Hi Paul,

    On trying to mount the database i get this error message “Error: Operation failed with message: MapiExceptionTooManyMountedDatabases: Unable to mount database.”

    Trying to force the mount won’t work either. Any ideas?

  8. JOhn

    Hi can you pls advise how do we do a hard recovery?

  9. Pam

    Wow- I will give it a try. Thank you, you Rock!

    1. Pam

      Dell Pro-support helped me get my recovery database functional. After following your instructions with eseutil, the New-MailboxDatabase commandlet created a new recovery database that was a fraction the size of the original “restored from backup” database. The Dell support engineer changed the names, first changing the small RecoveryDB.edb to OldRecoveryDB.edb and then naming the original, large “restored from backup” database, RecoveryDB. He then ran the commandlet Set-MailboxDatabase recoverydb -AllowFileRestore $true and then mounted the database. Restores worked perfectly after that.

      I don’t know if this is a bug in Exchange 2013 CU21 or something peculiar to my servers. But good to put it out here on the web in case it happens to someone else.

      Thank you, Paul. I continually refer to your blog for answers and have completed all but your latest PluralSight course. Managing Exchange just might be impossible if it weren’t for your excellent articles and teaching.

      1. Paul Cunningham

        Yes. If you create the new recovery database in a path that is different to where the restored database files sit, then it will create a new database file which is very small. You then need to copy the restored files into place.

        If you create the new recovery database and point it to the path where you’ve already restored the files to, it will just use those files.

        Either method works. In my article above I am demonstrating the second approach.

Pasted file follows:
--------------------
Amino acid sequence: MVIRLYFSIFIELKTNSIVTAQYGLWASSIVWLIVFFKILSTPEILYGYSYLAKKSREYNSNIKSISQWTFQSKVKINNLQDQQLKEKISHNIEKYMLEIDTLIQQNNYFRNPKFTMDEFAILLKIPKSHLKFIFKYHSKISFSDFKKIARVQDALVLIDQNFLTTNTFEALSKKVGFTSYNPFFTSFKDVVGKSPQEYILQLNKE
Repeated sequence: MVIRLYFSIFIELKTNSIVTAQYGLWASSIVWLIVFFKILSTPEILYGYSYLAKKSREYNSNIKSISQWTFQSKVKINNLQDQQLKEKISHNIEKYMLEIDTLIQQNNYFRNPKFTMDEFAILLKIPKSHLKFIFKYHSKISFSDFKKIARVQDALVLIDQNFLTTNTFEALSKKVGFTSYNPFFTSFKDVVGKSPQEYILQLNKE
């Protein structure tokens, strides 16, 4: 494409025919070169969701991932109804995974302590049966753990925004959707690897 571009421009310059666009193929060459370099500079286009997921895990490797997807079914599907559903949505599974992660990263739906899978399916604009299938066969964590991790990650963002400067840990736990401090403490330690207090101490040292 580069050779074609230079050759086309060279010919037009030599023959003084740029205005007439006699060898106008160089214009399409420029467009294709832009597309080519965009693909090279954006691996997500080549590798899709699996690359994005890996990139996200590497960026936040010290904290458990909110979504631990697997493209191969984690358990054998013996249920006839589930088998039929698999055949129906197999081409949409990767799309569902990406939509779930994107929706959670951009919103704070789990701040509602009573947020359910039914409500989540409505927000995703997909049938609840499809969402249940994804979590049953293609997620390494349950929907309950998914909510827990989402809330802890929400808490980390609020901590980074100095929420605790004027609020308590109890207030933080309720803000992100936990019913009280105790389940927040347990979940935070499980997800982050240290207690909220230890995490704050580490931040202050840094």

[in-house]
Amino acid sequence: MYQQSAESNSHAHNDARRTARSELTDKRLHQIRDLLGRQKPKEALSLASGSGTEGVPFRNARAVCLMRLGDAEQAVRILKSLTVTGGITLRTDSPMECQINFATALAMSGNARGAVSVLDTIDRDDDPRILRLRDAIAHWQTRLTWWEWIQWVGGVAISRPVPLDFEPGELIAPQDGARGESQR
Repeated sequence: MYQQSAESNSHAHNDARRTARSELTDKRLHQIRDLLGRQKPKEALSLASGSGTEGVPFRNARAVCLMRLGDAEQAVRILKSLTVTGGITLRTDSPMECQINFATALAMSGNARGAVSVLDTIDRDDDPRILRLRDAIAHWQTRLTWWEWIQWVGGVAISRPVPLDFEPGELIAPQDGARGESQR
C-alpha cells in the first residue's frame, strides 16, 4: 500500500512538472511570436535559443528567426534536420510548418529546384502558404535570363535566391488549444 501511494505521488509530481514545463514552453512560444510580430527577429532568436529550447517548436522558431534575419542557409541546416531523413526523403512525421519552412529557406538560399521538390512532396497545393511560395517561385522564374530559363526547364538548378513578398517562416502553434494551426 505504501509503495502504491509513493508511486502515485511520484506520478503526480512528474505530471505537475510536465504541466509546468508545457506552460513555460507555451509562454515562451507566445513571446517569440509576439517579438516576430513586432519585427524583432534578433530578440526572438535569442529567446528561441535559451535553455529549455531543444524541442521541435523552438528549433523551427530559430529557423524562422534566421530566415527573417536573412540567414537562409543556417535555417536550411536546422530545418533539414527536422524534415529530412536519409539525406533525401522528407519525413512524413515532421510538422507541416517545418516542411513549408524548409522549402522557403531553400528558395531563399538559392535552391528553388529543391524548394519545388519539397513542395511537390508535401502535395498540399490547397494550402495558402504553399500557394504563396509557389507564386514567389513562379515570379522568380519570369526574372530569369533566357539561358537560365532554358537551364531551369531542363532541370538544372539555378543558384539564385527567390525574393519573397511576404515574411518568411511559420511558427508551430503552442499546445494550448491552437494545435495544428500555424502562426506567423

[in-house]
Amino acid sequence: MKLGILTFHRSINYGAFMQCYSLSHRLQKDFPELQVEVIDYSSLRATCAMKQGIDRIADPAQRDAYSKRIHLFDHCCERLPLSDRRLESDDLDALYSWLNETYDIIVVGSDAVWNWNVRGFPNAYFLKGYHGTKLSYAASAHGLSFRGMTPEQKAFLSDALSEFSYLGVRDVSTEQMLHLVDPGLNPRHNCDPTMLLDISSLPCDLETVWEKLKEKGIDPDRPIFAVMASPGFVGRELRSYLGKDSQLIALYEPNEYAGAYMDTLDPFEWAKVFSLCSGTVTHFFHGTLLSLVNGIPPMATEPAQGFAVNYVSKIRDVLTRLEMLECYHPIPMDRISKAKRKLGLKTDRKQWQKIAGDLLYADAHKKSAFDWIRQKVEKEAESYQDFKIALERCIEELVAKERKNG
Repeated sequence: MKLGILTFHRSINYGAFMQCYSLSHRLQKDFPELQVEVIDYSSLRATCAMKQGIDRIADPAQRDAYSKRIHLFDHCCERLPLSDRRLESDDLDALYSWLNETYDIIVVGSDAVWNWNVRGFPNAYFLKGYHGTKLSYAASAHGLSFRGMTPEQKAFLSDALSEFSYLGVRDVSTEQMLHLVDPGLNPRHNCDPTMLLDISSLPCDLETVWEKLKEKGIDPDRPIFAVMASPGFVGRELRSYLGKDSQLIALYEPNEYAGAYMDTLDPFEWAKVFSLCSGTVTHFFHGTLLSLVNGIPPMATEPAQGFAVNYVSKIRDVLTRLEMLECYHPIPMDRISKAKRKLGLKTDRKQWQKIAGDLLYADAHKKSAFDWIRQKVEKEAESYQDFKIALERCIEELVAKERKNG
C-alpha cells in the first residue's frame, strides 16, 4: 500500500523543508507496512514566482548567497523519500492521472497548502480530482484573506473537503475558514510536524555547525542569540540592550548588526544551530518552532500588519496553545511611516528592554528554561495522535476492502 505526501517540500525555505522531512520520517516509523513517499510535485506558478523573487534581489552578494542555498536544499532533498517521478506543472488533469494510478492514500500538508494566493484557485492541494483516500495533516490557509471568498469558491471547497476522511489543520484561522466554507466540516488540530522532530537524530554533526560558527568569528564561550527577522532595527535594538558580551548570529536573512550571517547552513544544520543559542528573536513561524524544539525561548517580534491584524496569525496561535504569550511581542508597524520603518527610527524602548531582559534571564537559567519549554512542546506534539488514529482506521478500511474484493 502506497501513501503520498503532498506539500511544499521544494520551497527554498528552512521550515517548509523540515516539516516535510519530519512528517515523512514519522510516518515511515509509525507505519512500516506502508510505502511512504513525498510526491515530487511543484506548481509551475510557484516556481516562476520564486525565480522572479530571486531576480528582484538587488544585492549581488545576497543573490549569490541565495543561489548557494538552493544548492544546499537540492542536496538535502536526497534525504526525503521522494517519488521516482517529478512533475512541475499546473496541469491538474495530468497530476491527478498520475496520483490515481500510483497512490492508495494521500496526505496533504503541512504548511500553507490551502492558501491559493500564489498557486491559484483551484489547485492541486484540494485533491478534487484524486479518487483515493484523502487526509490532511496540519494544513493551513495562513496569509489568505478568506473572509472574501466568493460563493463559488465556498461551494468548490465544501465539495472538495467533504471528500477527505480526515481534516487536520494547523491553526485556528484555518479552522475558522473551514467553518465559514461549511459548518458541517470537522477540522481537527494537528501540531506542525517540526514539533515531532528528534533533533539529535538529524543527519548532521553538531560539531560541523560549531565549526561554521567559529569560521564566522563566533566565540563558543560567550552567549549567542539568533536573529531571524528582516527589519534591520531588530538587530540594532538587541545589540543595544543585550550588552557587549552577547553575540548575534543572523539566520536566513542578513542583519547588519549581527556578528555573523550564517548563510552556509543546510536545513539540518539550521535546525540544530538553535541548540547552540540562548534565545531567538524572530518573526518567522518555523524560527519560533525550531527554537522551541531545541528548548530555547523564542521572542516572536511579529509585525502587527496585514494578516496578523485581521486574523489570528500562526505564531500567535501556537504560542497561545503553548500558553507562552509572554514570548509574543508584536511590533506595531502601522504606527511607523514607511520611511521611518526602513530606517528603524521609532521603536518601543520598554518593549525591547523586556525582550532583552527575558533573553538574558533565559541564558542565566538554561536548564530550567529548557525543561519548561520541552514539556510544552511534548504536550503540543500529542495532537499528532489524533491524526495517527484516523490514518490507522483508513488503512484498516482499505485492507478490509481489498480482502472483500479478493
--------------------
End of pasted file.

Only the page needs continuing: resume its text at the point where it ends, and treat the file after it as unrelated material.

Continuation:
1. Pam

          I followed your directions – no path changes. Still got that odd result. Your instructions are perfect and very clear… as always.

          1. Pam

            Fine with me if you’d like to remote in and verify.

        2. Kris Callahan

          How can you tell if one of your current databases is a recovery database? Exchange 2013.

  10. Pam

    I’m running Exchange 2013 CU21. After restoring a database from backup & following your instructions above all works well except the new RecoveryDB has a content index state that is disabled. I have run Set-MailboxDatabase RecoveryDB -IndexEnabled $True before and after starting and stopping search services.
    When I run Get-MailboxDatabase RecoveryDB | Select Name, IndexEnabled the output is IndexEnabled True. But Get-MailboxdatabaseCopyStatus still shows ContentIndexState Disabled.

    Any idea how to clear this error?

    1. Paul Cunningham

      The recovery DB doesn’t need a working index. It only exists so you can extract mailbox contents back into your mailboxes on the active database.

      1. Pam

        That is what I am trying to do. Are you saying I can restore items from the recovery database to the active database without a recovery database index?